Originally published at: http://appletalk.com.au/2018/03/wednesday-morning-news140318/
Apple announced overnight that its 2018 Worldwide Developers Conference will take place from June 4 through to June 8 in San Jose, California. The WWDC ticket lottery is back, with Apple advising that members of its developer program will get from now until March 22 to apply, and there are also 350 WWDC Student Scholarships available, giving the younger or members of STEM organisations the ability to apply and get to see what’s in store for developers.
Although WWDC is traditionally a software-focused event that will probably give us a pretty good overview of the next versions of iOS, macOS, watchOS, and tvOS, there’s a good chance we’ll see some kind of new hardware released at the event. Rumours say an 11-inch iPad Pro with reduced bezels and the possibility of a removed home button will be on the table, but anyone hoping for anything more, including iPhones, is probably dreaming.
Meanwhile, Apple’s AirPower wireless charging mat accessory for iPhone, Apple Watch, and AirPods is still rumoured to be launching in March. I don’t expect there to be much fanfare when Apple launch AirPower, but I do wonder if we’ll have an Apple event before WWDC in June. The last time we had an Apple event before WWDC was back in 2016, which gave us the 9.7-inch iPad Pro with True Tone display and the iPhone SE.
Apple Music now has 38 million paid subscribers, which is two million more than it had last month. The latest Apple Music numbers were revealed by Apple SVP of Internet Software and Services Eddy Cue at the SXSW conference, although Apple’s aiming to take a bigger bite out of the two billion people with the financial and technological requirements for streaming music.
Apple wants artists to sign up to its Apple Music for Artists program, an analytics tool that provides insights into fan listening habits. Metrics such as overall plays, purchases, and radio spins are found within the numbers provided, and artists can also get access to geographical data about listeners dating back to 2015, when Apple Music first launched.
Updated brand assets for Apple Music and iTunes are now available from Apple. It’s similar to the Made for iPhone program update, in that it’s mostly a logo update — the iTunes Store now uses the same star that the iOS app does, and there’s a new text lockup that can be used, giving designers a little more flexibility when promoting their work.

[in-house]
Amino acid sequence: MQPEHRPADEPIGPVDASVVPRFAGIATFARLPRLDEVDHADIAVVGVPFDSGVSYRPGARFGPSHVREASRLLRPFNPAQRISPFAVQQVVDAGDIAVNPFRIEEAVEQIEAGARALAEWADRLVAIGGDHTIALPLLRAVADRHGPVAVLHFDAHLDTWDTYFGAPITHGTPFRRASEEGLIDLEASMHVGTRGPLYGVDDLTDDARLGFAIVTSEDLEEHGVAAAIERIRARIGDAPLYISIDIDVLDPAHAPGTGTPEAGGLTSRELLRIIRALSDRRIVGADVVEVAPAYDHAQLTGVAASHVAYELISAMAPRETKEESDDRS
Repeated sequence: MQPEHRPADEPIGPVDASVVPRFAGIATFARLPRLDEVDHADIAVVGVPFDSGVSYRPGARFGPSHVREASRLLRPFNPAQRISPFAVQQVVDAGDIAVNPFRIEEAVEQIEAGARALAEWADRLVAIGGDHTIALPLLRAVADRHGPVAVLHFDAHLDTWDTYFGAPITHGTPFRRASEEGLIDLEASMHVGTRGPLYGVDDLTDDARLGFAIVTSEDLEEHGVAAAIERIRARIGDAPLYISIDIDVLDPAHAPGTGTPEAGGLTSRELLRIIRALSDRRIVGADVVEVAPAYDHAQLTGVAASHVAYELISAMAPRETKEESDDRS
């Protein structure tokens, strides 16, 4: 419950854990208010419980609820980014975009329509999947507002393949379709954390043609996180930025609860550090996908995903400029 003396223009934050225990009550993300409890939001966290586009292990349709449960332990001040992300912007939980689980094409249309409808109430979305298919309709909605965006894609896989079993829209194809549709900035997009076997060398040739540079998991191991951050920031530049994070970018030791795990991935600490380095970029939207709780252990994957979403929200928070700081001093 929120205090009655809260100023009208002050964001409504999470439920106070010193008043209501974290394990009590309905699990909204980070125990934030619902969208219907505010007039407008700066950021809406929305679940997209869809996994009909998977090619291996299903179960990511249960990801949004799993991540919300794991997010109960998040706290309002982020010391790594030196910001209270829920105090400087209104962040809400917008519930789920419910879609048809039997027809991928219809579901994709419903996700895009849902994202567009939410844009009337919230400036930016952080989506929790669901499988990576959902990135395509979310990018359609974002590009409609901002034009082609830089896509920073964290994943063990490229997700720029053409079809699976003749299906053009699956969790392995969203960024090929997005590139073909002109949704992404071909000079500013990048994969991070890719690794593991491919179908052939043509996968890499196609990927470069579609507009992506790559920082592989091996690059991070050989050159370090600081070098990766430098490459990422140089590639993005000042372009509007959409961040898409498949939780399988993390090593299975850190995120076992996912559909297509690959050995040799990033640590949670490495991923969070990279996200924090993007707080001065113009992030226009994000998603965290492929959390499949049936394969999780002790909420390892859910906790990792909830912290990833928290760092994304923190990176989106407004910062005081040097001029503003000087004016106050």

Even though the iOS Markup feature can be used to draw shapes and callout attention to certain aspects of a screenshot, you shouldn’t use it to redact sensitive information. Minor image adjustments can reveal the sensitive info, even from multiple passes of the markers, which appear to be solid once you draw over it a few times. If you really insist on redacting sensitive info with iOS Markup, use one of the solid opaque shapes with the colour fill of your choice. It’s a few extra taps, but your privacy is probably worth it.
Shaun shared this great tip about getting caller ID from the White Pages app yesterday, and I though it was cool enough to share here. As it turns out, the White Pages iOS app can identify numbers for businesses and the government, giving you the ability to tell who a call is coming from.
YouTube’s iOS app is getting a dark mode today, which the company says is one of the most-requested features since introducing a similar feature to its web interface about a year ago. Third-party apps may have had alternate colour schemes, but now YouTube’s official app has a dark mode to call its own.
Now that HomeKit is gaining popularity, MacStories takes a look at how the Home app can be improved. A complete Home app makeover would improve usability, particularly for basic Home interactions, or for anyone wanting to do even slightly more advanced than turning some lights on or off. Home is too complex because of its insistence on separating accessories into rooms, zones, scenes, and automations, while at the same time, it’s also too simple because it lacks basic features like timers.